4. The next book was written by an author who might sound familiar: Nate Regier (see above). Conflict Without Casualties: A Field Guide for Leading With Compassionate Accountability was submitted by Carrie Gilligan, learning consultant and adjunct business instructor. Regier asserts that drama—defined in the book as “what happens when people struggle against themselves or each other, with or without awareness, to feel justified about their negative behavior”—lies at the root of much of our conflict. His approach to conflict resolution uses transformative communication to get from drama to compassion. Many people misuse the energy that results from conflict, he says, and what he offers instead is a framework for how we can use that energy toward positive pursuits; in other words, turn it into “positive conflict.”

5. Following the theme of transformation, Raj Devasagayam, business school dean at SUNY Old Westbury, offered as his choice Reframing Academic Leadership, by Lee Bolman and Joan Gallos. As the title indicates, this book focuses on the specific leadership challenges encountered in academia. The authors state in the preface that “[h]igher education administration is demanding work that tests the mind, soul, and stamina of all who attempt it” (can you relate?), situating their discussion in the complex landscape of academic institutions. Bolman and Gallos know of what they speak; both accomplished professors, administrators, and scholars, the authors use cases and examples from their experiences to offer advice on the common challenges academic administrators face, as well as sustainable solutions for success and satisfaction in the higher ed leadership role.

6. The next book also explores authenticity. Deborah Merrill-Sands, dean of the University of New Hampshire’s Peter T. Paul College of Business, submitted True North: Discover Your Authentic Leadership, by Bill George and Peter Sims (the updated edition by Bill George is titled Discover Your True North). The book purports that following our “internal compass” will lead us to authentic leadership. It helps us explore important questions of who we essentially are; what are our values, passions, and motivations? What helps orient us when everything around us feels disorienting? Through interviews with some of the world’s top business leaders (of companies like Xerox, Goldman Sachs, Starbucks, and Time, Inc.), True North illuminates how others have developed their leadership—in both struggles and triumphs—and outlines a plan for anyone to find their way to becoming an authentic leader.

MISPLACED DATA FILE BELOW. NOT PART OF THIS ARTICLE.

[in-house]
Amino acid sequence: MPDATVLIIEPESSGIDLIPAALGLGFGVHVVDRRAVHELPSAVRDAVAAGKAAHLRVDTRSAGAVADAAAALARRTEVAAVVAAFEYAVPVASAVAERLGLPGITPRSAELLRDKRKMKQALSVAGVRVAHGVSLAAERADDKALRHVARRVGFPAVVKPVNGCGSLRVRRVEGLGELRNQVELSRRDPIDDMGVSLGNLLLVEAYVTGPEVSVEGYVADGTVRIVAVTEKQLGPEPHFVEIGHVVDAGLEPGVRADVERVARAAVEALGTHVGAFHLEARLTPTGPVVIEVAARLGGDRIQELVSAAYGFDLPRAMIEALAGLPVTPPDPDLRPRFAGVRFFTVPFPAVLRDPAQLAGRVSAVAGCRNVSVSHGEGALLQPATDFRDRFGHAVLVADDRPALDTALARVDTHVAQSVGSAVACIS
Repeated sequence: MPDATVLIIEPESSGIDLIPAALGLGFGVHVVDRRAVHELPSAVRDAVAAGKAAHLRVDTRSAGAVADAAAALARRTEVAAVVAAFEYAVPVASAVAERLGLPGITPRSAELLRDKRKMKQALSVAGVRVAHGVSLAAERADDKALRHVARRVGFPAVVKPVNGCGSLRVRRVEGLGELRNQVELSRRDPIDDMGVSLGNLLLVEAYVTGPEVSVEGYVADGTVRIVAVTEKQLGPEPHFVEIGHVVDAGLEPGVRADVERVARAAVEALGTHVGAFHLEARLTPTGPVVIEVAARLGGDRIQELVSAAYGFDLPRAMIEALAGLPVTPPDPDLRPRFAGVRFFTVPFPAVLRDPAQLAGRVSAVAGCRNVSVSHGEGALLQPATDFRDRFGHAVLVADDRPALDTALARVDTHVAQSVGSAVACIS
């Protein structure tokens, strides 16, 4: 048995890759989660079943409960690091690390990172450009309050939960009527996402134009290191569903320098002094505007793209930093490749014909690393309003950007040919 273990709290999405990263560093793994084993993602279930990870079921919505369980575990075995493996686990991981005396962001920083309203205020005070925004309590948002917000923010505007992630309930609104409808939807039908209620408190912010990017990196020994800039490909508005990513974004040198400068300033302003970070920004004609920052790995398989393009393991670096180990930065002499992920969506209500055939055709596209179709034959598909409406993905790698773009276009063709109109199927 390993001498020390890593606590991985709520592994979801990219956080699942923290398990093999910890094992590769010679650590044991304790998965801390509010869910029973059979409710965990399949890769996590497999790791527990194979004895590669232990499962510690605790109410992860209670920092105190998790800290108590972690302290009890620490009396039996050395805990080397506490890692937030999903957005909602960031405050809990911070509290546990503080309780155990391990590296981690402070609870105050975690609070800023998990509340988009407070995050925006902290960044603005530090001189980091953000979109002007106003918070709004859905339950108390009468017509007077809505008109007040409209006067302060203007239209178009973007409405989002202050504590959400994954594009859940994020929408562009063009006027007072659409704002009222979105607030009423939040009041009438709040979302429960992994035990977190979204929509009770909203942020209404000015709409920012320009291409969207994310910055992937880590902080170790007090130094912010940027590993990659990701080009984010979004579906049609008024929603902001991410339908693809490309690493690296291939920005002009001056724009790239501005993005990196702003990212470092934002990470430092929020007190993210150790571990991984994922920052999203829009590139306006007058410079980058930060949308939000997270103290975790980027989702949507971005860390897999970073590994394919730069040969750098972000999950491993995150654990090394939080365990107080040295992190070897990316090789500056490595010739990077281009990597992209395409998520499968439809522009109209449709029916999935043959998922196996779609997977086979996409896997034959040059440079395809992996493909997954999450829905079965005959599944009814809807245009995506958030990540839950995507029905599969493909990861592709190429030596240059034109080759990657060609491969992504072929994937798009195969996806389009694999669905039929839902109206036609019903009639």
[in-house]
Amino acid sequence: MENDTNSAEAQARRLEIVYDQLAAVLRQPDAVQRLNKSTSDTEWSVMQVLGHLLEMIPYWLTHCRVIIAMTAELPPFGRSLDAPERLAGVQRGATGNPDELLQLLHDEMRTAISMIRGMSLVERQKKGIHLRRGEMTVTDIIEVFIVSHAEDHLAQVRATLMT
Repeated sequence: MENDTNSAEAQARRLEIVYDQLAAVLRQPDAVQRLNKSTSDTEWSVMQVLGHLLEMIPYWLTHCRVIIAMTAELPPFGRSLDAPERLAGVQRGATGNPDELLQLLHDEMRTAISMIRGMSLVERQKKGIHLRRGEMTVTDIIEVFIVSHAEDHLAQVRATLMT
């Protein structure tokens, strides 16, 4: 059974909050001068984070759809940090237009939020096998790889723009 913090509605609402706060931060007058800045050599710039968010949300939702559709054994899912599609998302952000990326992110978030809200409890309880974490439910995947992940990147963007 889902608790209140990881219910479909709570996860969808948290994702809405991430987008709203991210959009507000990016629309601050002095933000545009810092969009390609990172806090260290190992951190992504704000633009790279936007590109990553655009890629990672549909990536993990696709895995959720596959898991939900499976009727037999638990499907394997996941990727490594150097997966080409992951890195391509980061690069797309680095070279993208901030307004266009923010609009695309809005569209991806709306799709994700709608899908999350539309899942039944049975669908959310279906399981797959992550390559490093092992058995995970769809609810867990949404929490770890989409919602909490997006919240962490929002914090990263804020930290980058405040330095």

7. A.G. Krishnamurthy, author of The Invisible CEO: My Mudra Years, certainly found his way to authentic leadership—and rapid success. Submitted by Anupam Bhaskar, senior admissions manager at FORE School of Management in New Delhi, this book shares the reflections of former founder and CEO of Mudra Communications, Krishnamurthy, and his 23 years spent leading one of India’s top advertising agencies. The title refers to a nickname given to Krishnamurthy for being notably absent at high-profile events that his peers clamored to attend. Proud of his low profile, Krishnamurthy believed that his work should speak for him and not the other way around. He writes, “No matter how different you are, or how much of an ‘odd man out’ you feel, if you believe strongly enough and long enough, it is possible to continue to be who you are and to make a success out of doing what you love.”

8. Finally, Branko Ljutic, founding partner of SFAI Montenegro and finance professor, closes out the list with his selection, The Effective Manager, by Peter Drucker. With a focus on managing oneself rather than managing others as the basis of his management approach, Drucker’s time-tested 1967 book argues that effectiveness must be learned and practiced; it is not innate in even the best executives. Drucker identifies five key areas of focus for developing effectiveness: managing time, making the right contributions, mobilizing strengths, setting priorities, and honing decision-making. Drucker says that “the effectiveness of a modern society and its ability to perform—perhaps even its ability to survive—depend increasingly on the effectiveness of the people who work as executives in the organizations.” No small endeavor.

The responses to our post keep coming in, so make sure to check in for more inspired reading, or add your own!


Lee DavidsonLee Davidson is the editor for digital content at AACSB International.